Already a significant producer and exporter of sulphur through its new upgrading industry based on heavy oil produced in the Faja de Orinoco fields, Venezuela is set to take on a role of even more influence in the international supply of brimstone. Oil companies who have previously form­ed joint ventures with state-run Pet­roleos de Venezuela (PdVSA) are looking to raise their stake in the industry with firm proposals for two more projects involving production, transportation and upgrading of extra-heavy crude.

One of these is Sincor II, a jv of France’s Total, Norwegian Statoil and PdVSA. Its scale of production and investment is expected to match the original Sincor project, a producer of 800 t/d of sulphur for export. The second project involves US-based Chev­ronTexaco – whose Petrozuata holding was the first to produce light synthetic crude (syncrude) from heavy Faja crude – along with Spain’s Repsol YPF, also in association with PdVSA. Investment in the project is expected to be in the region of $5-6 billion.

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Zirconium passes the acid test

Summary

Zirconium has proven its outstanding corrosion resistance performance in a wide variety of sulphuric acid steel pickling conditions. Steve Sparkowich, Corrosion Laboratory Manager at ATI Wah Chang, discusses the advantages of zirconium over other metals and reports on the successful use of zirconium heat exchangers in acid recovery systems.

Abstract

Pickling is an economical method of using acid to remove impurities and scale from metals for etching surfaces in preparation for galvanising, painting, etc. (see Fig. 1). Wide variations are possible in the type, strength, and temperature of the acid solutions used. Sulphuric acid in the 5 to 40 % concentration range is a common pickling acid for iron and steel. Sulphuric acid pickling tanks are typically heated to a temperature between 60 °C (140 °F) and 93 °C (200 °F) using steam or hot water circulating through a heat exchanger.

Compared with non-metallic alt­er­natives, metal heat exchangers, some­times referred to as steam coils, are generally preferred for heating sulphuric acid pickling solutions because they are:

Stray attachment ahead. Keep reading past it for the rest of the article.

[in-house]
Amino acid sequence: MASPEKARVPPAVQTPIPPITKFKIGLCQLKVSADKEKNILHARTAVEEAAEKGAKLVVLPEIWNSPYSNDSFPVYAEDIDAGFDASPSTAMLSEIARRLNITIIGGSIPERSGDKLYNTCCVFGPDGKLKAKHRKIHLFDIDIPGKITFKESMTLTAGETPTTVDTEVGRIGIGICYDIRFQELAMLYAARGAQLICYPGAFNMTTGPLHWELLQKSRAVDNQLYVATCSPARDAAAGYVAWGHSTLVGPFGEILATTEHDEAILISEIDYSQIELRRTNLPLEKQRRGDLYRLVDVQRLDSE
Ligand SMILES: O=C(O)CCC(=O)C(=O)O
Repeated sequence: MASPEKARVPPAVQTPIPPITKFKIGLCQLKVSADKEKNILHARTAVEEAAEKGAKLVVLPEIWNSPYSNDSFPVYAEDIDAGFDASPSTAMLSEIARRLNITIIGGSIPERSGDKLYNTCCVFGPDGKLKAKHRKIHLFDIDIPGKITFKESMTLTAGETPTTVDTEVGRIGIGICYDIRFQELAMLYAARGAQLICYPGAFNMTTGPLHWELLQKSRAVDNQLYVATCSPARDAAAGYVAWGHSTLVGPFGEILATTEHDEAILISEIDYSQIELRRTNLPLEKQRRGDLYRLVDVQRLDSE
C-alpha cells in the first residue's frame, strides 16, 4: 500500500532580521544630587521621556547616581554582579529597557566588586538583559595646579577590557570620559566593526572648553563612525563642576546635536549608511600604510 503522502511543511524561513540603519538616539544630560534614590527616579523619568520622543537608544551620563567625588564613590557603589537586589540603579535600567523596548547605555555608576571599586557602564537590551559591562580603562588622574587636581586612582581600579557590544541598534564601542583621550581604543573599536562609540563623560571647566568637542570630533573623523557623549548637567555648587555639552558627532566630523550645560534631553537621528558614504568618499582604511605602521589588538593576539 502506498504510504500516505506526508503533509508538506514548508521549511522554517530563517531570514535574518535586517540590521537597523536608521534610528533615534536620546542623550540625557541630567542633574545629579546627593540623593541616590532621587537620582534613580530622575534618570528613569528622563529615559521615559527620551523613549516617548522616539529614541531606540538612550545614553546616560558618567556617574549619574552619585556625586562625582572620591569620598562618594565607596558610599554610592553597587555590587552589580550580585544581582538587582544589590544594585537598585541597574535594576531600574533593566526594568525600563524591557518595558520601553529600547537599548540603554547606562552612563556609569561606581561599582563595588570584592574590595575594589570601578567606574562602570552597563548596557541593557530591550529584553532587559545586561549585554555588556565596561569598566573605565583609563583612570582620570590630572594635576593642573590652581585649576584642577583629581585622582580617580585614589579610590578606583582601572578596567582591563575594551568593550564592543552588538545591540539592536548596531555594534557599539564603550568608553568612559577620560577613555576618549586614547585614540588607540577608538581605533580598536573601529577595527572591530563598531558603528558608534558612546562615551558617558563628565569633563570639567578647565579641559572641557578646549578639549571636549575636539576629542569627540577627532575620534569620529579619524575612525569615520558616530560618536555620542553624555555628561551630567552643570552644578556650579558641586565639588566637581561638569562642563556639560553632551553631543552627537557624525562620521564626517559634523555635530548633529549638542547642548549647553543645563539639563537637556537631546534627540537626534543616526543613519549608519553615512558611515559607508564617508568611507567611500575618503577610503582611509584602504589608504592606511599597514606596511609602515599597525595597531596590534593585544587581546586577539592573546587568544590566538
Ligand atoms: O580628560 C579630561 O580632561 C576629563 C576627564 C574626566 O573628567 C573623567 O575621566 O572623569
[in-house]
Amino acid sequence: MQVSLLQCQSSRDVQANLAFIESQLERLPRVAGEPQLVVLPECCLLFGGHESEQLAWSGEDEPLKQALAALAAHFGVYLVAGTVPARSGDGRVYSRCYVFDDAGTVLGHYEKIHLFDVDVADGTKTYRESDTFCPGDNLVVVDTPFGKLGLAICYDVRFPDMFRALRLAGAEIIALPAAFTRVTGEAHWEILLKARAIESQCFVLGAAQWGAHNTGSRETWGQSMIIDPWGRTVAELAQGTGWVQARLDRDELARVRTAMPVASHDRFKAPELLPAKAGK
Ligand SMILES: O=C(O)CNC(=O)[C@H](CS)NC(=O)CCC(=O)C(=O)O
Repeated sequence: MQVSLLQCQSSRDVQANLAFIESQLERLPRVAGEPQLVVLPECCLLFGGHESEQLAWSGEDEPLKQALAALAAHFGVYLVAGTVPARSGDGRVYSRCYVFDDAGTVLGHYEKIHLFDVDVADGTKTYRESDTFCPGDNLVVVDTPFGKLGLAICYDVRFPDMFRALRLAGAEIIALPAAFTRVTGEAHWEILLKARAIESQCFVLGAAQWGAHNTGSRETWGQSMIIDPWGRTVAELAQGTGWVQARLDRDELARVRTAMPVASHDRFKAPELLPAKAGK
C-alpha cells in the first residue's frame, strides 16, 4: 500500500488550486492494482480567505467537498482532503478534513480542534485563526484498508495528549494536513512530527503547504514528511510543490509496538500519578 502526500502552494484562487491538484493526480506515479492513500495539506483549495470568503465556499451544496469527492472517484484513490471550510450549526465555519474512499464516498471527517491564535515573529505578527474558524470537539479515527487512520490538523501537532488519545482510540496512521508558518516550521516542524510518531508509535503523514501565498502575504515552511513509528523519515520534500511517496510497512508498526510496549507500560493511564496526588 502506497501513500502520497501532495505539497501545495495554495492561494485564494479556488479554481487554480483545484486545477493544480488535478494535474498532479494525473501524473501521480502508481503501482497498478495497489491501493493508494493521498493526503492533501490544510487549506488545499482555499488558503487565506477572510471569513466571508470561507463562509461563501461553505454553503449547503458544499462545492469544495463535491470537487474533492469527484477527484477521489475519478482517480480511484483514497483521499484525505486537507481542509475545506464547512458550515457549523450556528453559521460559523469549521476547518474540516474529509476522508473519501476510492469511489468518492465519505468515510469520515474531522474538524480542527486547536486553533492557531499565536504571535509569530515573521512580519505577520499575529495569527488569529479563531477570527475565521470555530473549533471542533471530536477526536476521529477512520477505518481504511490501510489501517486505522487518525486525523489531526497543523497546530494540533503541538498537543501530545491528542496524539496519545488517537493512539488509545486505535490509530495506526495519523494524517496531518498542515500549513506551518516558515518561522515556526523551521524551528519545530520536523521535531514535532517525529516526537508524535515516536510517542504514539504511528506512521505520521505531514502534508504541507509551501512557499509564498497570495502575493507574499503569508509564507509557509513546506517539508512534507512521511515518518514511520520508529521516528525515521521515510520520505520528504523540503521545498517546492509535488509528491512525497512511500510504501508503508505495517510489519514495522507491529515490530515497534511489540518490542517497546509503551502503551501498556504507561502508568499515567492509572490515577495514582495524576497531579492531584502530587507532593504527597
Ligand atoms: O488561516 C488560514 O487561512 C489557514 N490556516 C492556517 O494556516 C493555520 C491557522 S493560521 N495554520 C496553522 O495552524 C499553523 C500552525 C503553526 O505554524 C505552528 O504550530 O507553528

• more compact
  • easier to clean
  • more durable
  • easier to work with
  • compatible with pressurised steam

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Catalyst performance in the presence of aromatics

Summary

The effect of BTX on titania Claus catalyst has been determined in contract research commissioned by Saudi Aramco and carried out by ASRL. The performance of several commercially available titania and titania-alumina hybrid catalysts in the presence of BTX is presented and discussed in the context of Saudi Aramco's continuing efforts to increase sulphur recovery at its facilities.

Abstract

Saudi Aramco has contended with the problem of lean acid gas SRU feed with aromatic contaminants for over 20 years at two of its major gas plants. The difficulty in pro­cessing lean acid gas (<50 % H2S) containing aromatics such as benzene, toluene and xylene (BTX) is that it results in a low reaction furnace temperature, which does not support complete destruction of the benzene, toluene or xylene. As the acid gas becomes leaner, the problem is further compounded because the reaction furnace flame temperature decreases to the point where a bypass is needed to maintain a stable flame. This allows the aromatics to pass unreacted to the first converter where they crack and damage Claus catalyst by depositing coke on active sites within the pore structure (Fig. 1).